The New England Patriots “have no succession plan for Tom Brady,” the headline said. “New England has no backup plan for a quarterback,” said the commentator.
Will the economy slow down? Will yet another industry get disrupted? Will robots finally take over the world? There are many unknowns when it comes to 2020, but one thing is certain: Managers will matter more than ever.
Broadly speaking, there are two primary forms of training used by most organizations. The first involves structured training during designated instruction periods by assigned, often full-time, instructors using some combination of lecture, assigned course material, and examination. This classroom-style training would not be unfamiliar to any high school or college student.
One of the most fundamental conflicts in the world of employee training is the balance between cost and effectiveness. While companies certainly want to implement successful training programs that will reliably and effectively impart essential knowledge and skills to employees, they also obviously want to avoid breaking the bank on training.
Businesses in the United States compete in a top-notch, knowledge-based economy against both domestic and global rivals. For the most part, competitive advantage is based not on having the best machinery, the most productive land, or the greatest access to natural resources but on having the best people: the smartest, the most driven, the most […]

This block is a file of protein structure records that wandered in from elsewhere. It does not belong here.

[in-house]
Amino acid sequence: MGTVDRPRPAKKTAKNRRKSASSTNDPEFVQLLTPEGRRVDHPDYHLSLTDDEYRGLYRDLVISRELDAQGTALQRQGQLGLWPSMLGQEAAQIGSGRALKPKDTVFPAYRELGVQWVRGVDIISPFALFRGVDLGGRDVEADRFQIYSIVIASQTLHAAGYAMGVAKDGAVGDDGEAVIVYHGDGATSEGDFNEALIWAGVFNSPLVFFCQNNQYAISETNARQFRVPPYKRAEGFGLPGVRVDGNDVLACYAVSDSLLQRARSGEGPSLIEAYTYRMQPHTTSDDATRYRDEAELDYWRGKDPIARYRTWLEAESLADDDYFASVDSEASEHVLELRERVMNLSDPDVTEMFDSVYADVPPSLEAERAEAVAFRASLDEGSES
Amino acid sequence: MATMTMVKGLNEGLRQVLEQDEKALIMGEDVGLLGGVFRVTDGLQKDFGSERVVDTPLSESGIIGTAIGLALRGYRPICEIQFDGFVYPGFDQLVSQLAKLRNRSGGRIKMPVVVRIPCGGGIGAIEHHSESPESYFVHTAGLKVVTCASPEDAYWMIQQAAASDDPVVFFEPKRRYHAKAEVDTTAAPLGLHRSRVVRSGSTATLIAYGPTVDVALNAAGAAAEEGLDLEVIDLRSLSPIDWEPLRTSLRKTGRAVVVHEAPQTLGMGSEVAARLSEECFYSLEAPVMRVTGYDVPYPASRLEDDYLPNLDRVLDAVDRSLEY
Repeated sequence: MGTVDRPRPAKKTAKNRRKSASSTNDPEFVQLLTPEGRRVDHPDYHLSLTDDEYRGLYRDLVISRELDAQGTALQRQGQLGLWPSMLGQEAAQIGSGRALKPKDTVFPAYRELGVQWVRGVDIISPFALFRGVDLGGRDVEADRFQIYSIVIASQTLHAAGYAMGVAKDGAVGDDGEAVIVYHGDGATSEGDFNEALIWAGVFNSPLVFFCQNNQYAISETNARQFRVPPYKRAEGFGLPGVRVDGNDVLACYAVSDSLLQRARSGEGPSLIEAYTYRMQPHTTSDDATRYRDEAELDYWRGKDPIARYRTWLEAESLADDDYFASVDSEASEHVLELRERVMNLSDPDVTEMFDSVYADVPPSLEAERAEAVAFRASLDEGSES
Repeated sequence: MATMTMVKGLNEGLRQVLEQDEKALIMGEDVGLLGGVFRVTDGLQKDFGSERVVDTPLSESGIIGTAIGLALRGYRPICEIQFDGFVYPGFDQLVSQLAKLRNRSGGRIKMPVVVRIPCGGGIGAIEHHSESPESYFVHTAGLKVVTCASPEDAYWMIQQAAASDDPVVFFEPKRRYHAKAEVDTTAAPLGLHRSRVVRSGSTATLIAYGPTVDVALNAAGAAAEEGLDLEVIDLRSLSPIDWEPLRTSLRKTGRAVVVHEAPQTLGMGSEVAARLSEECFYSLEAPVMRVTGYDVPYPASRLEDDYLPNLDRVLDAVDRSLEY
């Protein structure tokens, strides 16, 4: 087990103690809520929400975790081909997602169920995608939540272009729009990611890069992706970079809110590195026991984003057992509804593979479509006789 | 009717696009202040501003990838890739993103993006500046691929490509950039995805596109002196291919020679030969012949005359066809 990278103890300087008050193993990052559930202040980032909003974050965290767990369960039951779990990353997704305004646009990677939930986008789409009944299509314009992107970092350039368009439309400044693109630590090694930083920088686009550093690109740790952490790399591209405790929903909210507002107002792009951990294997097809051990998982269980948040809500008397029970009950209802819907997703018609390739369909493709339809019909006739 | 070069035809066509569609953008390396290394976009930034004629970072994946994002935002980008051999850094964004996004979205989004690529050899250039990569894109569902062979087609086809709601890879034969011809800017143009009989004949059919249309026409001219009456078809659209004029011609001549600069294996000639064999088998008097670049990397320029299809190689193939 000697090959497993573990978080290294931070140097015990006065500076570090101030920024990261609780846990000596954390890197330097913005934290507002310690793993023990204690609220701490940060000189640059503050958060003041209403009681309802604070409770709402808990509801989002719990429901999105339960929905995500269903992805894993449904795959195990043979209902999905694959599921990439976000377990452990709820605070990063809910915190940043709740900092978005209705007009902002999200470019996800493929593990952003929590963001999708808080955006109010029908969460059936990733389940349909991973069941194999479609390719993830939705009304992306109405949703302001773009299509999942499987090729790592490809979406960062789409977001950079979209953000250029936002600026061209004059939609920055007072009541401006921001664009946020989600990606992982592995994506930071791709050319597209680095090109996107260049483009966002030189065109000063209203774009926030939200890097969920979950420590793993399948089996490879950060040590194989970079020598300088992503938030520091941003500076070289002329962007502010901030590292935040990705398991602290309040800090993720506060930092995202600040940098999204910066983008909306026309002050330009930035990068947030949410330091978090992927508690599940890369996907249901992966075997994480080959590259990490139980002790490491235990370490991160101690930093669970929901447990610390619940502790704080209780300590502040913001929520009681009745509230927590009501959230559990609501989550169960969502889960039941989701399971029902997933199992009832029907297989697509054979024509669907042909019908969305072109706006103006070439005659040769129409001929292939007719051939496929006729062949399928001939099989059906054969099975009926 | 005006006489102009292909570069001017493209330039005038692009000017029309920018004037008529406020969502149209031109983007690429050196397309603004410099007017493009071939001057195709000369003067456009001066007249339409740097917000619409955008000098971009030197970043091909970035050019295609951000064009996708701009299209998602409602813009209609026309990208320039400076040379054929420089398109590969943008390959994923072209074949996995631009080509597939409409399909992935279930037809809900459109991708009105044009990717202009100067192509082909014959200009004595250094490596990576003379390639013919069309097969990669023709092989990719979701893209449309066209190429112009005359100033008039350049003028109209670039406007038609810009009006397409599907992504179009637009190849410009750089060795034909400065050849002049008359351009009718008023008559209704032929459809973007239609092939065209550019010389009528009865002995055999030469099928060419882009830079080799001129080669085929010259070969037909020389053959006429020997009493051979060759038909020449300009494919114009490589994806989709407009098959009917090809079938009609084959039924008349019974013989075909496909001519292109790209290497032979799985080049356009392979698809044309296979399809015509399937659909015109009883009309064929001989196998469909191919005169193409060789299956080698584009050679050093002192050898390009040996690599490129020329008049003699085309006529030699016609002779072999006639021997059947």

Anytime a real-world example can be provided to trainees, companies should try to find a way to leverage it to reinforce training and highlight key principles, policies, or concepts. But mistakes, in particular, can be valuable examples for several reasons.
By now, professionals across industries and business sectors know that technology is quickly transforming the modern-day workplace. And if they want to remain competitive, they must adopt tech-friendly workplace cultures.
Many organizations like Boeing and Apple already rely on challenge-based learning to train and develop their workforces. And with the steady pace of advanced technological innovation and automation in the workplace, other organizations are also beginning to implement this type of learning for their employees.
One skill any great HR and people ops leader should have is being able to roll out information in a way that people notice it, remember it, and apply it. In the world of cognitive psychology, we call these attention, retention, and transfer skills.
It’s hard enough finding new employees with the potential to excel in an organization’s work environment. But on top of the basic recruitment, employees also need to be trained and kept engaged to ensure they can perform to their full ability—and that they will remain productive.